This is often sufficient, at least as a starting point, to infer where your targets spend most of their time. For example, if most of your targets are spectators, they are probably passive members of a community and the blogosphere. If they are joiners, they are probably on Facebook and Twitter. If your targets are collectors, they probably spend a lot of time on digg and delicious. If they are critics, they probably spend much time on review sites, like Yelp, Trip Advisor, etc. Finally if they are creators, then they are probably active members of a community, the blogosphere, YouTube, Flickr, or other content sharing sites.
If we achieved channel alignment and have powerful and relevant influencers, then the last mile of social influence is the targets’ confidence. Confidence is the factor that is ultimately going to tip the balance and convert your target. So the important question is who and what do your targets trust? In terms of social media influence, there are three sources that are worth mentioning.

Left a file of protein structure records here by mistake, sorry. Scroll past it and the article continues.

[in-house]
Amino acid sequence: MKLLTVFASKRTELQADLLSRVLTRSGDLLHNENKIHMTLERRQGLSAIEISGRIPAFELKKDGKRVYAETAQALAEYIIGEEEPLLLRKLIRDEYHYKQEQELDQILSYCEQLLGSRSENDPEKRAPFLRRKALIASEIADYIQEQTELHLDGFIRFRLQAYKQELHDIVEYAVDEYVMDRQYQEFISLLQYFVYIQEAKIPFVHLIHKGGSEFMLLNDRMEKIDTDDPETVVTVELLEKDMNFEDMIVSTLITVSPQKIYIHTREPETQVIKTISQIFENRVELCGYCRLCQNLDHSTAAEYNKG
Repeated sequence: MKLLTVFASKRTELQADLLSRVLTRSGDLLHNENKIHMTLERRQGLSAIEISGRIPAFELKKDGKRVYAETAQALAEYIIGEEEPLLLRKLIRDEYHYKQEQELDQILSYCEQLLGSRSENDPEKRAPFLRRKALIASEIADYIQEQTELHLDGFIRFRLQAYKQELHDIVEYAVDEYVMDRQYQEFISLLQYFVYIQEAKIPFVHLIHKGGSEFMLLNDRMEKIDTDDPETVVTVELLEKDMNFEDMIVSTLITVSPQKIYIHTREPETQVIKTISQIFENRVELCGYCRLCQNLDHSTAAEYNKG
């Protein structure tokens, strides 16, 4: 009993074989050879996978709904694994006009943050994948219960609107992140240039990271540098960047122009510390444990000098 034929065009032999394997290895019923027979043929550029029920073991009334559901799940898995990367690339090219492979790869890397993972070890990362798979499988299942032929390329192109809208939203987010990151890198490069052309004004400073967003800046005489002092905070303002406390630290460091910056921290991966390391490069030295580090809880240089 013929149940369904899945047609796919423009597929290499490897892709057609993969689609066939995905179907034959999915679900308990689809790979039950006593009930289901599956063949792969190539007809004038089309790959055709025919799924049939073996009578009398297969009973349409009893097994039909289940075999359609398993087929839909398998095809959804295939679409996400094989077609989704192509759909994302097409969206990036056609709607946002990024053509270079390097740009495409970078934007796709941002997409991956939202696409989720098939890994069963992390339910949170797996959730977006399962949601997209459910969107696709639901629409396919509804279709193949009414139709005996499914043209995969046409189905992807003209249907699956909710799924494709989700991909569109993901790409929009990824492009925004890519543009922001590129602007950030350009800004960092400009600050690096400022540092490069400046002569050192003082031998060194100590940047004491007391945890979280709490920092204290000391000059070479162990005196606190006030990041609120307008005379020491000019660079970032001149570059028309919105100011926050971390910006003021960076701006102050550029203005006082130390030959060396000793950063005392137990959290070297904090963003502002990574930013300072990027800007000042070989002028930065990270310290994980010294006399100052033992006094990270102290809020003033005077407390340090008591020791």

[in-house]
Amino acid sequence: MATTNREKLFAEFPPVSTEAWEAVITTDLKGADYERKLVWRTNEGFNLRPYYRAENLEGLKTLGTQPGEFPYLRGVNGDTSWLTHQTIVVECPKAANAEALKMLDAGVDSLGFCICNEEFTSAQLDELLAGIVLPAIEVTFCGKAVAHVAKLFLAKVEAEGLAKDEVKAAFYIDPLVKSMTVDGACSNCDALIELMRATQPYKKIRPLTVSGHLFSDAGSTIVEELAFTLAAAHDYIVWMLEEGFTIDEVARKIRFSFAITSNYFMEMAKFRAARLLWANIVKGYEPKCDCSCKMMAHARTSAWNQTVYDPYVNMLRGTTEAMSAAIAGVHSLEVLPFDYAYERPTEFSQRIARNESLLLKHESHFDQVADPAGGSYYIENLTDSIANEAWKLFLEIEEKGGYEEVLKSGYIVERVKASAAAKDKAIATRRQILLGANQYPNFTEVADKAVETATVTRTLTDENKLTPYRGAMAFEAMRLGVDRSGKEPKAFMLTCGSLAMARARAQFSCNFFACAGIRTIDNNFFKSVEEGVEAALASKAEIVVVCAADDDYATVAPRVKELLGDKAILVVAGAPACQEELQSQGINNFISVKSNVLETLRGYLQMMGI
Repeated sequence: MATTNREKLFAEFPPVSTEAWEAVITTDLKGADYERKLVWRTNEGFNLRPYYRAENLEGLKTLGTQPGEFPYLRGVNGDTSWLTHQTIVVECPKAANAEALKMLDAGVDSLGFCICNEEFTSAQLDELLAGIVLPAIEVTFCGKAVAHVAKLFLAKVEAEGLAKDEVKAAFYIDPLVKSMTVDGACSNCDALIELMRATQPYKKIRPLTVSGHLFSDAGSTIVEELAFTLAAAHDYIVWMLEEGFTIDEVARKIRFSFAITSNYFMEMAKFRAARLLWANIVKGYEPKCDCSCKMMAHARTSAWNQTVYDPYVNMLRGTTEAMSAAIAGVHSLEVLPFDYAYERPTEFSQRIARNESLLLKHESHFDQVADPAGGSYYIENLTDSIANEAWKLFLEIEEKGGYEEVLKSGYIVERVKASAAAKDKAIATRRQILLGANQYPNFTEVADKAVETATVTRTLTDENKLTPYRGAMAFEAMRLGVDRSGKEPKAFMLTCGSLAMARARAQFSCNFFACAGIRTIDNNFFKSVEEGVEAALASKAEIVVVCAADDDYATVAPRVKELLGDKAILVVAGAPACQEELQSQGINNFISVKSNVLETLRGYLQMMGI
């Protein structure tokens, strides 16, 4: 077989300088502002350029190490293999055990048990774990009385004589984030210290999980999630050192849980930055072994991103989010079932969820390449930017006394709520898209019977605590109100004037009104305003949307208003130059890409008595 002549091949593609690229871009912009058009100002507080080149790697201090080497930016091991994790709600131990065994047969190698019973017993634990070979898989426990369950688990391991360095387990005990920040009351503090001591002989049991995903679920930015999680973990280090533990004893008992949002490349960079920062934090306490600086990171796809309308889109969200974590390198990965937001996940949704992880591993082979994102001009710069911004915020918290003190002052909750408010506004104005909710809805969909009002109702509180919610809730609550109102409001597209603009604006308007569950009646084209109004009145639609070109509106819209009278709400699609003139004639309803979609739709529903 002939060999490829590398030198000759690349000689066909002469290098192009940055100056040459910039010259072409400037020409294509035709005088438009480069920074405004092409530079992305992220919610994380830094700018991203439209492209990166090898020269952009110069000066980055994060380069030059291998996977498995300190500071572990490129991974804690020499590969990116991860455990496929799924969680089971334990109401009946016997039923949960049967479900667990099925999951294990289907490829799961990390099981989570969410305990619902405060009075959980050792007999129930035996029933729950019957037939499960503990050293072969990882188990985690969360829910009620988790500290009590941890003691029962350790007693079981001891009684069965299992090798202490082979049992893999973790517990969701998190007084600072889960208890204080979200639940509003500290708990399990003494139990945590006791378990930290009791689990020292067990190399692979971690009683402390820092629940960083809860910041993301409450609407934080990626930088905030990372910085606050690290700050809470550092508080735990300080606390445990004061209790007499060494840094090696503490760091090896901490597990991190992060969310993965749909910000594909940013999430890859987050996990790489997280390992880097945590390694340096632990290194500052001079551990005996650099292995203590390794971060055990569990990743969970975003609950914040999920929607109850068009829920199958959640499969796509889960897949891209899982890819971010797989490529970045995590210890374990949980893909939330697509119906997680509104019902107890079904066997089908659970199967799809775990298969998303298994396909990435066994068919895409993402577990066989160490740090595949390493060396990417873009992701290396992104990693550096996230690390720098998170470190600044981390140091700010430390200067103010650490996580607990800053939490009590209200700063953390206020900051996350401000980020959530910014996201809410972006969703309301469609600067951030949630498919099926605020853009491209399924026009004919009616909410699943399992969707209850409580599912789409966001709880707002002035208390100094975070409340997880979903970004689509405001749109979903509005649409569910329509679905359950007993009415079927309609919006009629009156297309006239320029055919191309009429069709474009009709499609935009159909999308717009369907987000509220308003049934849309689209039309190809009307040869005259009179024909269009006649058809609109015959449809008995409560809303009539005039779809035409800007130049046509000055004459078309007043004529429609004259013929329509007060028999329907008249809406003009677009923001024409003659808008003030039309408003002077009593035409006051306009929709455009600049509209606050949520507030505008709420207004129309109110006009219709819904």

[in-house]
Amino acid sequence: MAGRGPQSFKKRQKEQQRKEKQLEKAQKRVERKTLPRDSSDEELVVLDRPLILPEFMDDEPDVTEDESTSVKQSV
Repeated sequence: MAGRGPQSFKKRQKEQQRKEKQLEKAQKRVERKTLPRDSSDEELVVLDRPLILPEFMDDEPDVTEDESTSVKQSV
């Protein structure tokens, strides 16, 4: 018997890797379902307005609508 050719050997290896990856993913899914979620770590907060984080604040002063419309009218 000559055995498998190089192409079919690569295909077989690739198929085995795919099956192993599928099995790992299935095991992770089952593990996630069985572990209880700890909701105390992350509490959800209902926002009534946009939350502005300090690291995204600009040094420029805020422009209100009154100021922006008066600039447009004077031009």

People Trust Friends: Data from many research labs have shown that by far the most trusted sources of information are friends and peers. Most of these are people who are directly connected to the target on a social graph. This is precisely the reason why marketers are interested in social networks and the social graph data. But in order to leverage these data properly, marketers must process these data in ways that give high temporal relevance and content relevance (see part 3 of this miniseries).
People Trust Known Authority: Next, people also tend to trust authority figures they already know. These are usually reputable individuals in a very niche domain. However, they are usually unknown to outsiders, so they can only be identified through a domain specific social graph. Since the target as a group often consists of very diverse individuals with very different interests, finding authority figures in each and every interest group is not practical. Therefore, even though authority figures are the next most trusted source of information, the market has not figured out how to leverage this fact yet.